edsurge You see it everywhere in K-12. Kindergarteners design toys for their friends to practice empathy, while learning to use a saw and glue-gun along the way. Second graders deepen their understanding of character traits while designing and sewing puppets to represent a character in a folk-tale. In high school physics, students make wind turbines in order to internalize an understanding of how magnetism can create electricity. The “it” I’m referring to is “Making,” and simply put, Making is any activity where people create something, often with their hands. I often define Making by looking at what people bring to the Maker Faire, which does include more technical aspects like 3D printing, physical computing and programming. So what makes “Making” different from traditional classes? We have arrived at a time when many of the high-tech aspects of Making--such as physical computing or 3D design and manufacturing--are more readily accessible. So why use Making in K-12 schools? Want to get started?
Inside Apple’s Internal Training Program CUPERTINO, Calif. — Apple may well be the only tech company on the planet that would dare compare itself to Picasso. In a class at the company’s internal training program, the so-called Apple University, the instructor likened the 11 lithographs that make up Picasso’s “The Bull” to the way Apple builds its smartphones and other devices. The idea: Apple designers strive for simplicity just as Picasso eliminated details to create a great work of art. Steven P. Although many companies have such internal programs, sometimes referred to as indoctrination, Apple’s version is a topic of speculation and fascination in the tech world. It is highly secretive and rarely written about, referred to briefly in the biography of Mr. But three employees who have taken classes agreed to speak to The New York Times on the condition that they not be identified. “Even the toilet paper in the bathrooms is really nice,” one of the employees said. Continue reading the main story Continue reading the main story
45 Design Thinking Resources For Educators 45 Design Thinking Resources For Educators Imagine a world where digital learning platforms help adult learners succeed through college completion; where a network of schools offers international-quality education, affordable tuition, and serves hundreds of thousands of children in economically disadvantaged countries; where we engage parents in understanding national trends and topics in education; where a comprehensive learning environment seamlessly connects the classroom with the opportunities of the digital world for young students; and where system-level solutions help more students gain access to college. Educators across the world have been using design thinking to create such a world. Design thinking consists of four key elements: Defining the Problem, Creating and Considering Multiple Options, Refining Selected Directions, and Executing the Best Plan of Action. An early example of design thinking would have been Edison’s invention of the light bulb.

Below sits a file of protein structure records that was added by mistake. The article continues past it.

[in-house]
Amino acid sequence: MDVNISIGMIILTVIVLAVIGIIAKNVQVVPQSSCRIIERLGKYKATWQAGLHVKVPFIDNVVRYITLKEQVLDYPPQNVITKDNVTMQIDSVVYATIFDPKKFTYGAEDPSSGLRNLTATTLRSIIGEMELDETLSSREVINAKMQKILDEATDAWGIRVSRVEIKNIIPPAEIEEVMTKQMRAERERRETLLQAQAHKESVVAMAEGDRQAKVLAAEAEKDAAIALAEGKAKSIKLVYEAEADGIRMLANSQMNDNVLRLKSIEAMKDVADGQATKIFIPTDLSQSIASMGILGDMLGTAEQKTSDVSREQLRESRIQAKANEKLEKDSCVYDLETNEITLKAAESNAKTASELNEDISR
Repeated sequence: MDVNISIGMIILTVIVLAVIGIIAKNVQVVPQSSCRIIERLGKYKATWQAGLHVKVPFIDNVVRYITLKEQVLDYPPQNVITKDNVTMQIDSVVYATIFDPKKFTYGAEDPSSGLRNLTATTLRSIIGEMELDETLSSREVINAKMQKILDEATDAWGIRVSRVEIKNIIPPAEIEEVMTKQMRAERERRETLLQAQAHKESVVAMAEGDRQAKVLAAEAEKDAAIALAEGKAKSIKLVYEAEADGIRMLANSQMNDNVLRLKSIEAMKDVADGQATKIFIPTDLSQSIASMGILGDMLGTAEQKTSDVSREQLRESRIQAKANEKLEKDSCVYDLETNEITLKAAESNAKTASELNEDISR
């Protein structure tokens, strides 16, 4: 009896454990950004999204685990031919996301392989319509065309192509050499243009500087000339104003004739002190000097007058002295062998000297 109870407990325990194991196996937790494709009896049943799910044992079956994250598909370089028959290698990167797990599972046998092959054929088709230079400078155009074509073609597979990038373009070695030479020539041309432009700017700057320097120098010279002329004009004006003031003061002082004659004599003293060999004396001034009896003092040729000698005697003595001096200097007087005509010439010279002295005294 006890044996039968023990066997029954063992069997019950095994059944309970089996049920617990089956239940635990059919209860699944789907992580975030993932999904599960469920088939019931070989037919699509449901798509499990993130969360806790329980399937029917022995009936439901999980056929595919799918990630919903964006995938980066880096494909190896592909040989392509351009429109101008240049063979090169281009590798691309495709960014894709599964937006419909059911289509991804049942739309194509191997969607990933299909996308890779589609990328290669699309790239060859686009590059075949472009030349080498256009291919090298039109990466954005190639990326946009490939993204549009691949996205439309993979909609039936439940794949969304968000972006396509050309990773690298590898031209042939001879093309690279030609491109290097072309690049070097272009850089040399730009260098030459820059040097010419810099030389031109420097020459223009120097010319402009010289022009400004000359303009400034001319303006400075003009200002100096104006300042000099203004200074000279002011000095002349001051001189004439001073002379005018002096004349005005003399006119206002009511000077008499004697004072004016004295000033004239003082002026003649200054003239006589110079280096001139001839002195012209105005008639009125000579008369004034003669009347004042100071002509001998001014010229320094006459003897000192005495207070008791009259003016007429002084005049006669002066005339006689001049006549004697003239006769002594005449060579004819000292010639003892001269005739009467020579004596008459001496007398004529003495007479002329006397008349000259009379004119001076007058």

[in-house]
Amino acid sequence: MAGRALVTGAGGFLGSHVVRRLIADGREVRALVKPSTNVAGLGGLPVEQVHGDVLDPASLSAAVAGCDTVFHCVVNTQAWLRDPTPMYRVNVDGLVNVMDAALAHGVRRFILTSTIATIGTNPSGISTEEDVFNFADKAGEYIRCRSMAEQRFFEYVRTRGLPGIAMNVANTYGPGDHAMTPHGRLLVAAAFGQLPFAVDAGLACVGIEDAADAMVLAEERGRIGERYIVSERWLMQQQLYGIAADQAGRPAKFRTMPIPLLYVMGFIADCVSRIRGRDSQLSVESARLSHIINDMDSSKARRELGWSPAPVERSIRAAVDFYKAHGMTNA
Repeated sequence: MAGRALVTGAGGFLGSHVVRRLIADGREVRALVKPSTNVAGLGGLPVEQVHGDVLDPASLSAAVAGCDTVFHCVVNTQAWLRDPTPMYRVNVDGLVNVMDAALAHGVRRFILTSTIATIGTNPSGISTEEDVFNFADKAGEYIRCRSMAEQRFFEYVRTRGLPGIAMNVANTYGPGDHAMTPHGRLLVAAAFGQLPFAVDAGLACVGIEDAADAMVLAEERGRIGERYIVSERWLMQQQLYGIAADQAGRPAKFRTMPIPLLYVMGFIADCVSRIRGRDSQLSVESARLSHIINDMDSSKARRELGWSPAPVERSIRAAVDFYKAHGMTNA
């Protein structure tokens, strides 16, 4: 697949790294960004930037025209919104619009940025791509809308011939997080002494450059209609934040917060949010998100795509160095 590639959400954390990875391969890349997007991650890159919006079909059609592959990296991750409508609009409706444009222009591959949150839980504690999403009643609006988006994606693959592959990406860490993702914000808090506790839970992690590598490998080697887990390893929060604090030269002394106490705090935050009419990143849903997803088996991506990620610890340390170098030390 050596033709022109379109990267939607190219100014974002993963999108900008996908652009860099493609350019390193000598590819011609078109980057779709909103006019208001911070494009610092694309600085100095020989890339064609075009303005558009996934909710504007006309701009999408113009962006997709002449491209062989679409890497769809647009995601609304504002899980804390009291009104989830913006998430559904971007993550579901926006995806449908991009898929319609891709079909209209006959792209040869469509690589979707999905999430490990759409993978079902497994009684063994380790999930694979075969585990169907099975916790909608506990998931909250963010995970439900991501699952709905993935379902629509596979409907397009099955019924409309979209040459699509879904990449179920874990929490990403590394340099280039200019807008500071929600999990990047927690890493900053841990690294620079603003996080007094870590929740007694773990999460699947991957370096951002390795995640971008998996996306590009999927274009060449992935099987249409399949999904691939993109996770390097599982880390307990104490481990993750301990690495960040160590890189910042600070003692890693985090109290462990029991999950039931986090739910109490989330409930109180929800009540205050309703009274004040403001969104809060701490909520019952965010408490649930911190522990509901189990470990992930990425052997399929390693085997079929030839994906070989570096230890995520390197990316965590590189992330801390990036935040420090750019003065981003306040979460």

A Defense of Deeper Learning: Watch What's Working, Part 2 Photo Credit: Teaching Channel "Students who take on deeper learning are transformed by that experience." What does that transformation look like? At Envision Schools, that forum is our College Success Portfolio (CSP) Defense, the presentation that every senior must give -- and pass -- in order to graduate. Master core academic content Think critically and solve complex problems Work collaboratively Communicate effectively Learn how to learn Develop academic mindsets Those are the 21st Century skills and dispositions that will help students succeed in college and in life, and the ones you'll see them come alive in "A Defense of Deeper Learning," the first of the Envision Education videos that are part of The Teaching Channel's new Deeper Learning series. Setting the Stage In Envision's first video, you'll meet two students, Nick and Jerica, and watch as they get ready to give their defenses. VIDEO (14:41): A Defense of Deeper Learning. Questions to Move Us Forward